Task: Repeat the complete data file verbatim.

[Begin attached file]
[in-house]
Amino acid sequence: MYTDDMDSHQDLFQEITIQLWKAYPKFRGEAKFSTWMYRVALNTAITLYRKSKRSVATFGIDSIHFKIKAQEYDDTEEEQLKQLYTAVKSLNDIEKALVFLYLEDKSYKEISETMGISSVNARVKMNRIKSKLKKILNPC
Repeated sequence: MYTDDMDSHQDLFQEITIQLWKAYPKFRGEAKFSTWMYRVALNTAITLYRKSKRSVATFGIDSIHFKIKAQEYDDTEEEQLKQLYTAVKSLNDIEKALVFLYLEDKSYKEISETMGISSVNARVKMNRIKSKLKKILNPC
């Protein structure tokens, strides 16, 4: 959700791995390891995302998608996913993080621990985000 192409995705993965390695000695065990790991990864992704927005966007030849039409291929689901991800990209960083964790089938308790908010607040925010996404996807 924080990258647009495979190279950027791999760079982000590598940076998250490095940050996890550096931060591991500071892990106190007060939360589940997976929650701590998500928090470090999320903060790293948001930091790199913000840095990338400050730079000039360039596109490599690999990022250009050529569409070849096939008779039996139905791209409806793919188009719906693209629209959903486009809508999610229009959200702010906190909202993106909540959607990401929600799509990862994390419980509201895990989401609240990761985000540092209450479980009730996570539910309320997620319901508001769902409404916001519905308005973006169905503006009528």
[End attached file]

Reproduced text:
[in-house]
Amino acid sequence: MYTDDMDSHQDLFQEITIQLWKAYPKFRGEAKFSTWMYRVALNTAITLYRKSKRSVATFGIDSIHFKIKAQEYDDTEEEQLKQLYTAVKSLNDIEKALVFLYLEDKSYKEISETMGISSVNARVKMNRIKSKLKKILNPC
Repeated sequence: MYTDDMDSHQDLFQEITIQLWKAYPKFRGEAKFSTWMYRVALNTAITLYRKSKRSVATFGIDSIHFKIKAQEYDDTEEEQLKQLYTAVKSLNDIEKALVFLYLEDKSYKEISETMGISSVNARVKMNRIKSKLKKILNPC
């Protein structure tokens, strides 16, 4: 959700791995390891995302998608996913993080621990985000 192409995705993965390695000695065990790991990864992704927005966007030849039409291929689901991800990209960083964790089938308790908010607040925010996404996807 924080990258647009495979190279950027791999760079982000590598940076998250490095940050996890550096931060591991500071892990106190007060939360589940997976929650701590998500928090470090999320903060790293948001930091790199913000840095990338400050730079000039360039596109490599690999990022250009050529569409070849096939008779039996139905791209409806793919188009719906693209629209959903486009809508999610229009959200702010906190909202993106909540959607990401929600799509990862994390419980509201895990989401609240990761985000540092209450479980009730996570539910309320997620319901508001769902409404916001519905308005973006169905503006009528």